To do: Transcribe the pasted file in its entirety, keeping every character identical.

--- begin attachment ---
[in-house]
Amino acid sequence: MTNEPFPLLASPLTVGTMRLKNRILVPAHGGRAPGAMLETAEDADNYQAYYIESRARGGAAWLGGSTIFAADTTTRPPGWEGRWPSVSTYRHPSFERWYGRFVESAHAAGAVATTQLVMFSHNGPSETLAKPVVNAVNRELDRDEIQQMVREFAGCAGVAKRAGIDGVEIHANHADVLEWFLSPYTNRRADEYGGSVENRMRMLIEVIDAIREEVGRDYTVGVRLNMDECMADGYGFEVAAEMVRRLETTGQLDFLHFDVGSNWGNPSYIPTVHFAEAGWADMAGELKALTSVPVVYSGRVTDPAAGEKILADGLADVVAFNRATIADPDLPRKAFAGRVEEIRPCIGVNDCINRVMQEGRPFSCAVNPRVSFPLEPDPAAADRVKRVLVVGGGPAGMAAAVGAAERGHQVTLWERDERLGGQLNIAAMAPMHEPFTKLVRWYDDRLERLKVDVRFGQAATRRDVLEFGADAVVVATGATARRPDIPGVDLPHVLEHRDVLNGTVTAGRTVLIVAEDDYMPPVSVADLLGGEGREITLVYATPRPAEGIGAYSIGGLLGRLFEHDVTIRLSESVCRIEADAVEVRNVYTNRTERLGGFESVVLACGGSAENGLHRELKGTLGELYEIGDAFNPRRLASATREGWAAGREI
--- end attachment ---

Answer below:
[in-house]
Amino acid sequence: MTNEPFPLLASPLTVGTMRLKNRILVPAHGGRAPGAMLETAEDADNYQAYYIESRARGGAAWLGGSTIFAADTTTRPPGWEGRWPSVSTYRHPSFERWYGRFVESAHAAGAVATTQLVMFSHNGPSETLAKPVVNAVNRELDRDEIQQMVREFAGCAGVAKRAGIDGVEIHANHADVLEWFLSPYTNRRADEYGGSVENRMRMLIEVIDAIREEVGRDYTVGVRLNMDECMADGYGFEVAAEMVRRLETTGQLDFLHFDVGSNWGNPSYIPTVHFAEAGWADMAGELKALTSVPVVYSGRVTDPAAGEKILADGLADVVAFNRATIADPDLPRKAFAGRVEEIRPCIGVNDCINRVMQEGRPFSCAVNPRVSFPLEPDPAAADRVKRVLVVGGGPAGMAAAVGAAERGHQVTLWERDERLGGQLNIAAMAPMHEPFTKLVRWYDDRLERLKVDVRFGQAATRRDVLEFGADAVVVATGATARRPDIPGVDLPHVLEHRDVLNGTVTAGRTVLIVAEDDYMPPVSVADLLGGEGREITLVYATPRPAEGIGAYSIGGLLGRLFEHDVTIRLSESVCRIEADAVEVRNVYTNRTERLGGFESVVLACGGSAENGLHRELKGTLGELYEIGDAFNPRRLASATREGWAAGREI